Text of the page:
4) In 3 Ne 3:12-14, Lachoneus “circles the wagons” in anticipation of war with the Gadianton robbers. This “we are besieged” mentality, and this initiative to gather at a place of safety and strength has strong resonance, even among the modern LDS Church. And yet, there has been a distinctive drop off in rhetoric and discourse that used to be so prevalent in previous generations of LDS Church members. You all know the prophecies and expectations of members that one day they would be called back to Adam-Ondi-Ahman, to gather in preparation for the times of tribulation. Many expected these events to occur on or around the turn of the millennium. But that time has come and gone. Still, many LDS look to the stories leading up to Christ’s visit to the Nephites in 3 Ne. as a blueprint for the events leading to his second coming. It is plausible that Lachoneus’ gathering of the people to one place could be interpreted as the eventual(?) return of faithful LDS to Missouri. And yet, we haven’t heard anything about this aspect of prophecy and doctrine for many years now. What happened?

    5) 3 Ne. 5:18: how does Mormon know that the record he makes is “just and true”? Is he saying that he has made a faithful abridgment of the records to which he had access (i.e. he hasn’t made up stories or mis-characterized individuals in the histories)? or is his conviction based on “truthiness”–a feeling in his gut or the spirit telling him that he got it right? This statement gives us insight into the mindset of the editor as we attempt to use his words to understand the individuals and actions represented as they would have existed in historical context. Mormon is the filter (or is it JS?), and he makes a claim as a reliable one. But how does he measure his reliability?

    6) I don’t know what to make of 3 Ne. 7:15-26. Nephi is very clearly being described as a second Jesus here, teaching with power and authority (so that people cannot disbelief and are therefore more fully condemned for their disobedience, just like Pharisees) and performing many miracles (including raising someone from the dead) and baptizing for the remission of sins and ordaining men to his ministry. These events begin in earnest in the thirtieth year (the same year Jesus began his ministry in Galilee, according to the NT). For me, this begs the question of the necessity of Jesus’ visit to the people a couple chapters hence: if Nephi was already saying and doing and organizing in the same ways we would expect him to as a Christian, why did Christ have to cause so much destruction and then perform a huge collective parousia in physical form? I suppose he had to organize his “Church”, but really, Jesus didn’t even do this among his people in Palestine. Was it the institution of the sacrament? I don’t know. Why did the Nephites get the special treatment of both almost complete destruction, miraculous visitation, and overt organization of religion?

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  4. michael barker Says:

    Helaman 3:12 “…therefore he did not hearken to the epistle of Giddianhi…” I love it!! Much better than how Captain Moroni handled the epistle from Ammoron (see Helaman 54). Lachoneus is kind of like, “Ya.. Whatever dude.”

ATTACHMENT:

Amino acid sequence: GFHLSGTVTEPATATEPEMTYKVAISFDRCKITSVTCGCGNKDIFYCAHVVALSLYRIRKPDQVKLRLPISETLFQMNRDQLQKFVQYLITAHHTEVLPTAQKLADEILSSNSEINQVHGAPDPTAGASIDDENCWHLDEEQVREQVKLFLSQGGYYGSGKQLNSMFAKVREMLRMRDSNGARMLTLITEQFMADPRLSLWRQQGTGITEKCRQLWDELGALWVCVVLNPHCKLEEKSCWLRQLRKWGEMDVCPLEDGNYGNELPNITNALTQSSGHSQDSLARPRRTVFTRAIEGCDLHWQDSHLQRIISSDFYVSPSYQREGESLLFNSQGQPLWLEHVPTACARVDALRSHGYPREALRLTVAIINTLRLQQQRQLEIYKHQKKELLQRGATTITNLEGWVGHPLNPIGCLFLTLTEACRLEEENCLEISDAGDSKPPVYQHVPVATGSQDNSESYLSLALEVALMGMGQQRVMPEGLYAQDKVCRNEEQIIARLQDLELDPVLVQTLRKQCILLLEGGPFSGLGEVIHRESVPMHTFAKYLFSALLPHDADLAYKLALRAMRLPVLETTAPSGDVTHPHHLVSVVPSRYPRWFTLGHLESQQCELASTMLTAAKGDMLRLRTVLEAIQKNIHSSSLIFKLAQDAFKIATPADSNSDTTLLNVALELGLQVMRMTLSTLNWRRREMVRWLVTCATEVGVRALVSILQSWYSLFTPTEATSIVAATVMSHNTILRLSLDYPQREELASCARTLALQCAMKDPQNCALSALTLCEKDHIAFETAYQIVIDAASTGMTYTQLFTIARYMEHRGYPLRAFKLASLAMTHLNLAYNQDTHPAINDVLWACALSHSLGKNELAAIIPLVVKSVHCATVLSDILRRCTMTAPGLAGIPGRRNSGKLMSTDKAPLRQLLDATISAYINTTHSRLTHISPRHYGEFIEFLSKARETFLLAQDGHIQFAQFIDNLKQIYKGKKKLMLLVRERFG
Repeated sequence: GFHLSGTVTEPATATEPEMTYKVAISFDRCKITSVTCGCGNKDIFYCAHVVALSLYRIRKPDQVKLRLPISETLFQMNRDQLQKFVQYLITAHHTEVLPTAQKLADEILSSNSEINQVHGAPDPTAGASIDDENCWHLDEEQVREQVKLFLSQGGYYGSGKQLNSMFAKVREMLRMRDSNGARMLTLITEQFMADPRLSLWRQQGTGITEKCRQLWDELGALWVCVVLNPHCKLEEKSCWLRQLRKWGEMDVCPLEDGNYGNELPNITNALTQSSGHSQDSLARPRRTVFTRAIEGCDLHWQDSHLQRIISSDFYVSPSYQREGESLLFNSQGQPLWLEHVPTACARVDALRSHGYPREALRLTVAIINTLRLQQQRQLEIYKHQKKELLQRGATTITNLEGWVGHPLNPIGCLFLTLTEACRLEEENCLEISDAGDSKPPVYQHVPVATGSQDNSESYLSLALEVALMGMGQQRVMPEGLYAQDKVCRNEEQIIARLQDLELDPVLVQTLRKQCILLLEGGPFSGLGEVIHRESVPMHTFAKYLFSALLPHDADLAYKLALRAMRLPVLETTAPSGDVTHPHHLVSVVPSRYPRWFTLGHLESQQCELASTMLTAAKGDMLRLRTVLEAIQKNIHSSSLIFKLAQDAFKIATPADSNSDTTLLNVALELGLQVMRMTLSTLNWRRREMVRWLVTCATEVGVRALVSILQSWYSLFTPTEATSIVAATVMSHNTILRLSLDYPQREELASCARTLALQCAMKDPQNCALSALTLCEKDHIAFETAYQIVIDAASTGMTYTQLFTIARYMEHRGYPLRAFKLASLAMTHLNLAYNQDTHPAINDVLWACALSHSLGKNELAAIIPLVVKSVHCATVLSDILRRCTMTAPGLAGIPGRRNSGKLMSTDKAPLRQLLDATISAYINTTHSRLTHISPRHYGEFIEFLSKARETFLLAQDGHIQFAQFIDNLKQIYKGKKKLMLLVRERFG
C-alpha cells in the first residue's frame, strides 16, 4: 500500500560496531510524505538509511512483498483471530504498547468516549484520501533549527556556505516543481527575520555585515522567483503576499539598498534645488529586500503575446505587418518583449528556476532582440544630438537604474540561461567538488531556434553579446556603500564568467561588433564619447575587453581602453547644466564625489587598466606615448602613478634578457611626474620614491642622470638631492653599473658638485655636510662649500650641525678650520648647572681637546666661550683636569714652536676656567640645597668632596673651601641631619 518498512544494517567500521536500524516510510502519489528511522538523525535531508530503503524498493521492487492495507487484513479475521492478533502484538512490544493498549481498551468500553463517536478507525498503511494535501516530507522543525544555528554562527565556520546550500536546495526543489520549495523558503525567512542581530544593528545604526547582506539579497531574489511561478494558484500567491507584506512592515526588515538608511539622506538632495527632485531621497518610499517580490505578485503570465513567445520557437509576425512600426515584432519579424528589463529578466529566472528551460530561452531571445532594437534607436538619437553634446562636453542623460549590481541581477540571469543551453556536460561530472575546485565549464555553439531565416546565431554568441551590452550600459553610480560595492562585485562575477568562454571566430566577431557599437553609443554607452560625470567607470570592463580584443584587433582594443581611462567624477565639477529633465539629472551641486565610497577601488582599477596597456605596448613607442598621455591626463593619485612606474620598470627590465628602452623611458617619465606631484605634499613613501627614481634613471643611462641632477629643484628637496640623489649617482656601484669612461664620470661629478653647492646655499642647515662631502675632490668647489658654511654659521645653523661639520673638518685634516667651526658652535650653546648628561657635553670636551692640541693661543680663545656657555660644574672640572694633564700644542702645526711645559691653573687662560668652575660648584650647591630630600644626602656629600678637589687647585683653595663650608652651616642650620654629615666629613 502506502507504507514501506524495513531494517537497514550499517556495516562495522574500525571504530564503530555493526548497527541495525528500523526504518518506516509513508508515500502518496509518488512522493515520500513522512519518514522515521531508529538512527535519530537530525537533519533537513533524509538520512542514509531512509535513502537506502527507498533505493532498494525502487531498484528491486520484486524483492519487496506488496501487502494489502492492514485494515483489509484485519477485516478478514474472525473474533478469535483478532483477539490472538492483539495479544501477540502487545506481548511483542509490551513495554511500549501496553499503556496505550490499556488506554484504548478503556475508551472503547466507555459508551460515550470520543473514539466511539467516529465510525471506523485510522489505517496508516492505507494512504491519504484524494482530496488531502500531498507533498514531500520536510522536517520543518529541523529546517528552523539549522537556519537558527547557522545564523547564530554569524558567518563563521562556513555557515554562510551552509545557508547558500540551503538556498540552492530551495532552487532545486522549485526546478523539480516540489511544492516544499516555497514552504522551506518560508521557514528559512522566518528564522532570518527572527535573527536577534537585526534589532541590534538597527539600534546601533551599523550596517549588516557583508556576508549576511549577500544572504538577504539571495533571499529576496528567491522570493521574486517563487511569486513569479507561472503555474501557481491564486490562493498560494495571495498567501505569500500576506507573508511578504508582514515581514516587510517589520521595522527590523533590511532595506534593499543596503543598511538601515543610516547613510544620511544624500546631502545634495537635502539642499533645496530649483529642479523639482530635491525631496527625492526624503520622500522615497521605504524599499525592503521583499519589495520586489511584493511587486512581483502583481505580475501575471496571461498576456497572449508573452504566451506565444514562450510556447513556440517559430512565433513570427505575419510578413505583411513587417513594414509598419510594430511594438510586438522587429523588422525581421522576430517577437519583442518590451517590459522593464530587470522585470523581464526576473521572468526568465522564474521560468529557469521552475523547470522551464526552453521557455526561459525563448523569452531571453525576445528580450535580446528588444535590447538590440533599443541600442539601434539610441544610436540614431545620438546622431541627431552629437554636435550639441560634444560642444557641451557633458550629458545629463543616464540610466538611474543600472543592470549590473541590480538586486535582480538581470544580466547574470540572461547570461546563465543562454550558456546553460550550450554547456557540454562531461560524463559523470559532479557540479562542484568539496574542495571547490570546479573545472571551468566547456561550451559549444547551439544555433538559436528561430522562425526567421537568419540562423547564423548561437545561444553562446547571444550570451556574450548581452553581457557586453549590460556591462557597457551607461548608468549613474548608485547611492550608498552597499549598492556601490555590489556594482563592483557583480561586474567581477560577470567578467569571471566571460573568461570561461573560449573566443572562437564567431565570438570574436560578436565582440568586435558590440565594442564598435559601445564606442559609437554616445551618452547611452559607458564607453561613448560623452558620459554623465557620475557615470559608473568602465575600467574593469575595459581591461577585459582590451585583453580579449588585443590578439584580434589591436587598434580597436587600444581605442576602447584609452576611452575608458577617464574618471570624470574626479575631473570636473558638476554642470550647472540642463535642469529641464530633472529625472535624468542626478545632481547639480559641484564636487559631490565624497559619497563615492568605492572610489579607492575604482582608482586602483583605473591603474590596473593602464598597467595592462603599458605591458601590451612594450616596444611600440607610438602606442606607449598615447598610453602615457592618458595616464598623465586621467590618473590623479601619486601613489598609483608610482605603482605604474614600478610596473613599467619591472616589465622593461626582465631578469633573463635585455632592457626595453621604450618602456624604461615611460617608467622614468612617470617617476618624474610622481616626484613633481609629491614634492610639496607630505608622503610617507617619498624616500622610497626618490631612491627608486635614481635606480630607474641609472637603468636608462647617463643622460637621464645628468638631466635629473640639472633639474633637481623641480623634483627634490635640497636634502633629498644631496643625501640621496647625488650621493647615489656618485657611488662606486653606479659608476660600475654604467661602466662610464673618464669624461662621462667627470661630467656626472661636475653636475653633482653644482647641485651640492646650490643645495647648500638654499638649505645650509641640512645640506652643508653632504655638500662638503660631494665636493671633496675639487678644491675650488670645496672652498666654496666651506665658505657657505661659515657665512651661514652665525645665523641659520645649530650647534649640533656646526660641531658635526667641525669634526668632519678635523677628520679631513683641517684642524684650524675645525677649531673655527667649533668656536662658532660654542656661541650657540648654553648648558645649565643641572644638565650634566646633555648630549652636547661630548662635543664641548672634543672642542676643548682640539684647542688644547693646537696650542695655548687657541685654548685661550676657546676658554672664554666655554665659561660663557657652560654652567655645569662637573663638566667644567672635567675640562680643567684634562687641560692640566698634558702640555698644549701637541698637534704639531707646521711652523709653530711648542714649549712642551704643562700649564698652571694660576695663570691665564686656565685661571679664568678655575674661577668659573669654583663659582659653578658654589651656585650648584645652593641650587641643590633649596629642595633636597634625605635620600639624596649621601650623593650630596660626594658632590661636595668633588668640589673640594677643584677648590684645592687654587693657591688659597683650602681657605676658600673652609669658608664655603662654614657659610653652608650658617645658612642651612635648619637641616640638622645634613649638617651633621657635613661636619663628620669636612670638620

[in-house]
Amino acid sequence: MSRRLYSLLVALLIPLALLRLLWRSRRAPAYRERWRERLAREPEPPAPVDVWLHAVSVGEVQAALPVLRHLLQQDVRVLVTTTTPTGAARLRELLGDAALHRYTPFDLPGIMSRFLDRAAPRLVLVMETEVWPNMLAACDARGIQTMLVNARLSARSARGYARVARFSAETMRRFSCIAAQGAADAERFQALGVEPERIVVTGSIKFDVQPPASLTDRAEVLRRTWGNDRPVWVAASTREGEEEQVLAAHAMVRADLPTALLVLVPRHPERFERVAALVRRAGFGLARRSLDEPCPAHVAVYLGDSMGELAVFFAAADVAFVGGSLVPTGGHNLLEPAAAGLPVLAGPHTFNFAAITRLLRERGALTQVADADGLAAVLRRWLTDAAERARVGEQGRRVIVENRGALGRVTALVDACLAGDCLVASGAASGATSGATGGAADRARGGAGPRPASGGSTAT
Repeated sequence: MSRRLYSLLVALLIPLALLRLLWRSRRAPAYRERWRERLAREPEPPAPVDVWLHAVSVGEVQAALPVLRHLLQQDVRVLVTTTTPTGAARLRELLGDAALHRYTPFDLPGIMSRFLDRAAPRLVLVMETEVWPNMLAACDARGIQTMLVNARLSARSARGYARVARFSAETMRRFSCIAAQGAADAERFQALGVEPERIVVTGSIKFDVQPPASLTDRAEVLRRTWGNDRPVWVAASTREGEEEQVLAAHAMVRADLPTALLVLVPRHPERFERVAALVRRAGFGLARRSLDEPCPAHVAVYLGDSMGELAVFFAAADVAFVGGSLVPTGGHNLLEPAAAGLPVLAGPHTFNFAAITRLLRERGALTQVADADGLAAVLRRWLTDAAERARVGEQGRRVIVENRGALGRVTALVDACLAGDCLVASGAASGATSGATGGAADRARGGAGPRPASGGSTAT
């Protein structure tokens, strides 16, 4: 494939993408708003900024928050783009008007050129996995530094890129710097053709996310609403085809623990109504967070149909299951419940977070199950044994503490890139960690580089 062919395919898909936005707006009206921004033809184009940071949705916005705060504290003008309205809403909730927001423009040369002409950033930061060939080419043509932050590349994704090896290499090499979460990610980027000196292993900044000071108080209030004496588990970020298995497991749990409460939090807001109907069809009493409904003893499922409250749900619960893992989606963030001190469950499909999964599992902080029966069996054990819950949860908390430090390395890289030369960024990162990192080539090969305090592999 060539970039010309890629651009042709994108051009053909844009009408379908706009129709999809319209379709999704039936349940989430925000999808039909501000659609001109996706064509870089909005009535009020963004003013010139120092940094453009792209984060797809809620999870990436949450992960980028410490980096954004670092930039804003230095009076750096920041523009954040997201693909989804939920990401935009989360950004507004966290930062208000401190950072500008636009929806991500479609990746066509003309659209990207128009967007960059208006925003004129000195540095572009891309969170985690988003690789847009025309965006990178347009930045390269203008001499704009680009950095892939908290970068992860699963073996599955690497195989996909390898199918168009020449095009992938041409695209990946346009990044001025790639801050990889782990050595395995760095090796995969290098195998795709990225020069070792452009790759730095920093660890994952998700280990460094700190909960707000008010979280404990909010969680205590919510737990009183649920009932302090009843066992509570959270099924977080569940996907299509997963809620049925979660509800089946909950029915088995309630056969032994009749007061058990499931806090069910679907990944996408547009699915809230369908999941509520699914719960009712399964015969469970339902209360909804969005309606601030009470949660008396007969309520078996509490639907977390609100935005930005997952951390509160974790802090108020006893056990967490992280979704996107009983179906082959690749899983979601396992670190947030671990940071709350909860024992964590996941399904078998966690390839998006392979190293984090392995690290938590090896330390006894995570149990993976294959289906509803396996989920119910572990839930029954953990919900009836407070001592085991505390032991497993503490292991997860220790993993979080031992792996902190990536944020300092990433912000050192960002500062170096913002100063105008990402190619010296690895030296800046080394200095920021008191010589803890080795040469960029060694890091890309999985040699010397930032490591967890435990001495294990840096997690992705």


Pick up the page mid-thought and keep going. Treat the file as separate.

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  5. Carl Youngblood Says:

    The subject was discussed about how the unbelievers felt justified in putting the believers to death. I was thinking that it probably was based on Deut 18:20-22, which says that prophets whose prophecies do not come to pass should be put to death. Perhaps those who followed such prophets were also seen as worthy of death. Still reprehensible but perhaps not without precedent in the law.

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  6. C, Says:

    I liked the discussion on equality and how LDS wards may or may not play into the spiritual leveling of the field. I grew up in a military/diplomatic family and saw some really interesting examples of this, both good and bad.

    Once my family was in a branch where the local Air Force general was a primary teacher, while an enlisted man was the branch president. Non-members who found out about it were often thrown to see a man who was literally as high as he could go in one hierarchy be willing to take a “lower” status in another. As far as we could tell, the general found his responsibilities very fulfilling and was well loved. Our lay ministry does produce problems (that’s a topic I could ramble on about at length), but this was, to me at least, a really great example of how people should lay aside outward statuses and not allow privilege or rank to get in the way of serving in the church.

    Unfortunately in another area of the world, wealth and poverty lines were drawn straight down the middle of the ward resulting in the most ludicrous backbiting, sabotage, and outright refusal to work with individuals across racial and class divides. Really poor experience.

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  7. Joseph Says:

    3 Ne 6:15 does seem odd in the apparent emphasis on Satan, and I found the discussion about it useful to think about why Mormon (via Joseph Smith) might have worded it this way at this point. I just want to go back to the anchor that we shouldn’t take any verse of the scriptures too much out of the whole context. So the Book of Mormon also has plenty of other verses that emphasize that all is dependent on man’s agency, like 3 Ne 7:5, Hel 14:30-31; Alma 3:19,27 (more editorial comments by Mormon that this time emphasize individual agency). It seems like Book of Mormon theology is that we have agency, but in order to function, our agency must respond to some type of external force or enticement, good or evil; as described for example in 2 Ne 2.